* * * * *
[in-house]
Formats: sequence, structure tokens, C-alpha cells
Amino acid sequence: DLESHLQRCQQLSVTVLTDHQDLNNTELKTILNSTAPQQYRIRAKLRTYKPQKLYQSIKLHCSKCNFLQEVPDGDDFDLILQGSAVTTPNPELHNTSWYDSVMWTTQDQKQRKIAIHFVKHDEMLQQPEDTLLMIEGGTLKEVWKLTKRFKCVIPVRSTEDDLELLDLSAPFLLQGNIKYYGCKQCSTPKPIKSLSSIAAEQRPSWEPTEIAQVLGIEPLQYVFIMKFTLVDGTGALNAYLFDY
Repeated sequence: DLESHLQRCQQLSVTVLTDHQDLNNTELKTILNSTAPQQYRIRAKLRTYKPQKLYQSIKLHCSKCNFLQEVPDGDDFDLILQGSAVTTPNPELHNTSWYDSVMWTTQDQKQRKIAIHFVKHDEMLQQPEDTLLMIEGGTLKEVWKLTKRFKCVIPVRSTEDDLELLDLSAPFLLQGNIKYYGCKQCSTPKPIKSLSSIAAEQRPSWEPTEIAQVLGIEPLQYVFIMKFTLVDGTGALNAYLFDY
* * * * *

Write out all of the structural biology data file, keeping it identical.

[in-house]
Formats: sequence, structure tokens, C-alpha cells
Amino acid sequence: DLESHLQRCQQLSVTVLTDHQDLNNTELKTILNSTAPQQYRIRAKLRTYKPQKLYQSIKLHCSKCNFLQEVPDGDDFDLILQGSAVTTPNPELHNTSWYDSVMWTTQDQKQRKIAIHFVKHDEMLQQPEDTLLMIEGGTLKEVWKLTKRFKCVIPVRSTEDDLELLDLSAPFLLQGNIKYYGCKQCSTPKPIKSLSSIAAEQRPSWEPTEIAQVLGIEPLQYVFIMKFTLVDGTGALNAYLFDY
Repeated sequence: DLESHLQRCQQLSVTVLTDHQDLNNTELKTILNSTAPQQYRIRAKLRTYKPQKLYQSIKLHCSKCNFLQEVPDGDDFDLILQGSAVTTPNPELHNTSWYDSVMWTTQDQKQRKIAIHFVKHDEMLQQPEDTLLMIEGGTLKEVWKLTKRFKCVIPVRSTEDDLELLDLSAPFLLQGNIKYYGCKQCSTPKPIKSLSSIAAEQRPSWEPTEIAQVLGIEPLQYVFIMKFTLVDGTGALNAYLFDY